9. “I was only joking!” or “Can’t you take a joke?” (purposeful sarcasm aimed at aggravating another person, while accusing them of oversensitivity)

10. “Why are you getting so upset?” (purposefully setting up others to lose their cool and then questioning their overreacting)
If you caught the thread, good for you. If you didn’t, know that I didn’t come up with these ten statements myself. They’re all from an article from Psychology Today titled “10 Things Passive Aggressive People Say.” Don’t believe me? Read it yourself:

https://www.psychologytoday.com/blog/passive-aggressive-diaries/201011/10-things-passive-aggressive-people-say

Not too long ago, Jerry Bridges penned Respectable Sins, a book in which he so thoroughly dissected a number of sins that tend not to be overlooked by Christians but that remain offensive to God. Going through this book with a men’s discipleship group this past summer has caused me to further ponder this very topic of respectable sins – those untreated actions and attitudes that tend to intoxicate the church body and destroy relationships. Scripture implies in James 2:8-13 that believers have a tendency to overlook certain transgressions that are still, well, transgressions. One of the most overlooked is the sin of passive aggression

Passive aggression is an important topic because of where it is prevalent. It’s exhibited amongst interrelationships in just about every family, workplace, and social circle. It’s also an important topic because where it is absent. In my experience, I have almost – if not absolutely – never met a seasoned and mature believer who was habitually characterized by passive aggressive behavior (key word is habitually). I’ve seen even the best of them lose their cool, be overly rigid, play favorites, make unnecessary assumptions, botch up an important task, and make selfish decisions. But be passive aggressive? Being able to consistently squelch the exhibition of such behavior seems to be an distinguishing mark of spiritual maturity. I’ll get to the reason for such in a bit.

But first, all terms must be defined. Passive aggression is defined as the deliberate but masked behavior designed to express feelings of contempt toward another person. It aims at getting back at another person without being noticed in doing so. Passive aggression can be motivated by a number of different factors; anger, hatred, distaste, envy, jealousy, hurt, bitterness, resentment, or disappointment are but a few. It can be manifested in a variety of ways such as deliberate procrastination, backhanded compliments, purposeful avoiding and behaving, withholding service, exclusion of people, silent treatments, indirect criticism and complaints, and intentional errors. But its defining characteristics are that it is deliberately indirect (hence, “passive”) and designed to hurt (hence, “aggression”).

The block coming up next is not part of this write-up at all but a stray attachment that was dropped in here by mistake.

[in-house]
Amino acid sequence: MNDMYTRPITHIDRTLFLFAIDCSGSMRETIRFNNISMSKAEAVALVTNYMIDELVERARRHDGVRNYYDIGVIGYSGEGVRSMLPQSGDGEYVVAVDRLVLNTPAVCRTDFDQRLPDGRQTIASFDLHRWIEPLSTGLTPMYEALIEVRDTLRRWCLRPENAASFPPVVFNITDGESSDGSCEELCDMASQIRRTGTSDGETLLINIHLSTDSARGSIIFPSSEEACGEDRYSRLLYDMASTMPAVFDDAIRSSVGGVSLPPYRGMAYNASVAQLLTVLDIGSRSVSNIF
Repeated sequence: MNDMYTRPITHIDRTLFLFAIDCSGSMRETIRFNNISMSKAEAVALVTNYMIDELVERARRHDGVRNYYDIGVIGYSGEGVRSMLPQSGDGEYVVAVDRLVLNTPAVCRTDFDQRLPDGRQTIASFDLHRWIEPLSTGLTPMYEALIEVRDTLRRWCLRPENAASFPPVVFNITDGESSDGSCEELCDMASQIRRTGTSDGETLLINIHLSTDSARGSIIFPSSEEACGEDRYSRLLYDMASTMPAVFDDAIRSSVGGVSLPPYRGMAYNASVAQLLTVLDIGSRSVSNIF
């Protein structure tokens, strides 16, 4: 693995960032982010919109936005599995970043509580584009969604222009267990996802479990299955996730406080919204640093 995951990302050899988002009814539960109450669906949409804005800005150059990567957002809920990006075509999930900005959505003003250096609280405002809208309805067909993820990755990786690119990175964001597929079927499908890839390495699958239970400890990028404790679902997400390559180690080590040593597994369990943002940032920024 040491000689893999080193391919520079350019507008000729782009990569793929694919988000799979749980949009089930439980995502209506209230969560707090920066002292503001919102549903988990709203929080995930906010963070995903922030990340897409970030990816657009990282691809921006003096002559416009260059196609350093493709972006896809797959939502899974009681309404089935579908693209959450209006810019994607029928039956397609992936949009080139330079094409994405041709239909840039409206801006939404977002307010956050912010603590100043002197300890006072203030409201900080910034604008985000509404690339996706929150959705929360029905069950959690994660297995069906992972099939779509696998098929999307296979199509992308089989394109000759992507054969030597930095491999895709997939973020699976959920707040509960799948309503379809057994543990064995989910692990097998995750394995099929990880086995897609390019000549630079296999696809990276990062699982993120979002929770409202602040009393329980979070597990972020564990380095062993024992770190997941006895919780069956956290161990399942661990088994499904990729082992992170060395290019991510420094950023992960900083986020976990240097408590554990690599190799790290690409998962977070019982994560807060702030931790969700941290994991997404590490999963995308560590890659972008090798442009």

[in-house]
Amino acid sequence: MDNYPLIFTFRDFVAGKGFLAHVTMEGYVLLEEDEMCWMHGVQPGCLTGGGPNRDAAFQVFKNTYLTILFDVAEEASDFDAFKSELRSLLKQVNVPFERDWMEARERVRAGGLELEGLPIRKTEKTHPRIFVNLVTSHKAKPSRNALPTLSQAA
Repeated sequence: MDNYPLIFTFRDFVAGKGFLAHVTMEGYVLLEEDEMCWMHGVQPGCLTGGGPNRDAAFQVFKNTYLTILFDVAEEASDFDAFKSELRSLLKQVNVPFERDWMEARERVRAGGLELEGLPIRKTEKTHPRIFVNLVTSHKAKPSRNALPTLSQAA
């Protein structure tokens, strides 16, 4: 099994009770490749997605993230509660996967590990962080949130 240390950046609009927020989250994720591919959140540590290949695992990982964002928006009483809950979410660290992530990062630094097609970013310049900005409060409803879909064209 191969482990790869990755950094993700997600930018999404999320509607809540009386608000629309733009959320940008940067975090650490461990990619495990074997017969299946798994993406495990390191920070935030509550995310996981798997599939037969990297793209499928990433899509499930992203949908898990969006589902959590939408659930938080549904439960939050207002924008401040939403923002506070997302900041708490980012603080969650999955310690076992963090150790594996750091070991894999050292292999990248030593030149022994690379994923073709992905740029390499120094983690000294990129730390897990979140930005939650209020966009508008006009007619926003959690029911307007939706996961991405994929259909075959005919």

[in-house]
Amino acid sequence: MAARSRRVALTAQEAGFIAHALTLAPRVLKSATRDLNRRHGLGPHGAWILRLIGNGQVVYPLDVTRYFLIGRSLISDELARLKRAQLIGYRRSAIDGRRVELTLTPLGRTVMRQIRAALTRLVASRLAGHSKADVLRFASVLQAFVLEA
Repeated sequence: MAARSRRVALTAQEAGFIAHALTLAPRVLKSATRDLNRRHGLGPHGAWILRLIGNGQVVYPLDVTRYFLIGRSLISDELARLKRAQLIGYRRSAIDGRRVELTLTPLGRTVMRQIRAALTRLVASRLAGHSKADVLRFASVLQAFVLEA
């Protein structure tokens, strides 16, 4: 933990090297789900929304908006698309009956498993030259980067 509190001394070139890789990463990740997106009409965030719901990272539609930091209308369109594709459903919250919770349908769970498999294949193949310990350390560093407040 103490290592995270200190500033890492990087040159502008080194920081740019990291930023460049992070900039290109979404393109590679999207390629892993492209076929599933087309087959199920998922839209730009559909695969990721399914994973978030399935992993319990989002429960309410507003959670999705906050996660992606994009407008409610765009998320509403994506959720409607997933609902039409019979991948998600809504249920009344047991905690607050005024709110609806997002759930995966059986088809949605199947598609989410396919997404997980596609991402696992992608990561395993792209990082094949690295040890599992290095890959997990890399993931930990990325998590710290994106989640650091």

So what, then, is the reason for its apparent absence in mature, exemplary Christians? The answer lies in the nature of its physiology. Passive aggression is, by mechanism, schematic. The one who exhibits it doesn’t simply fall into transgression while striving to do what is right. Instead, he devises transgression while pretending to do nothing wrong. That’s not just wrong; that’s dangerous (Proverbs 6:14, 12:20). Passive aggressive people don’t just hurt others; they intend to hurt others. And they do so in such a way that is unnoticed to avoid confrontation. The Bible calls that person unrepentant. The failure to take responsibility for one’s own short comings, but rather to devise a way to express them, is the exact opposite of spiritual maturity described in Philippians 3:7-15. Maturity, according to this passage is always reaching for perfection, not aiming to get away with imperfection.  

To put it bluntly, passive aggressive behavior is sinful and nothing short of it. The reason is simple: the Bible calls us to refrain from both passivity and aggression. God calls us to actively – not passively – deal with sin or conflict when it arises in relationships. We are called to pursue peace with all men (Hebrews 12:14, the verb is in the active voice), not wait for people to fall down at our feet and beg for peace. And it calls us to do so gently, not aggressively (Galatians 6:1, 2 Timothy 2:25).  

To describe it surgically, passive aggression is the outflow of the heart of a person who holds resentment towards another, refuses to repent from it, refuses to admit it, and desires to feed it. It is the result behavior of a person who desires to hurt another without being caught or confronted. It is the very opposite of loving your neighbor as you love yourself. Such behavior is simply displeasing to God. And in case you need some biblical visuals, read through the gospel accounts and study the Pharisees’ interactions with Jesus. It’s passive aggression at its finest!

I’ll be the first to admit to being guilty of such behavior in the past. Writing this entry was equivalent self-incrimination. In fact, the more I think about it, not only was passive aggression present in my life during my years as a non-Christian and the earlier part of my walk with the Lord; it was quite characteristic of it. Over the course of the last few years, the Lord has searched out my life before me and revealed to me the number of times that I succumbed to passive aggression towards family, friends, and church members. Am I ashamed and saddened by them? Of course! And I’ve since been determined to leave it behind and press onward toward maturity. By His grace and the mentoring of wise, mature men, I’ve learned to implement a different way of dealing with offenders: active confrontation or gentle restoration (as appropriate to the case, of course). It’s definitely more difficult road, but also the more righteous and rewarding one.

Remember the words of Proverbs 27:5: “better is open rebuke than love that is concealed.” The way of wisdom would rather confront sin than withhold love. The implication then is that if there is anything that is preventing you from loving another person, it must be dealt with. Either overlook it with compassion, or bring it up in confrontation. Either give the other person the benefit of the doubt, or humbly expose the offense. The one truly transformed by the gospel will do whatever it takes (as much as it depends on him) to address and remove the obstacles that prevent another from experiencing Christ-like love and service.  

It’s time, then, to put away all passive aggression. And as regenerated and renewed men, it’s time to put on active confrontation and gentle restoration.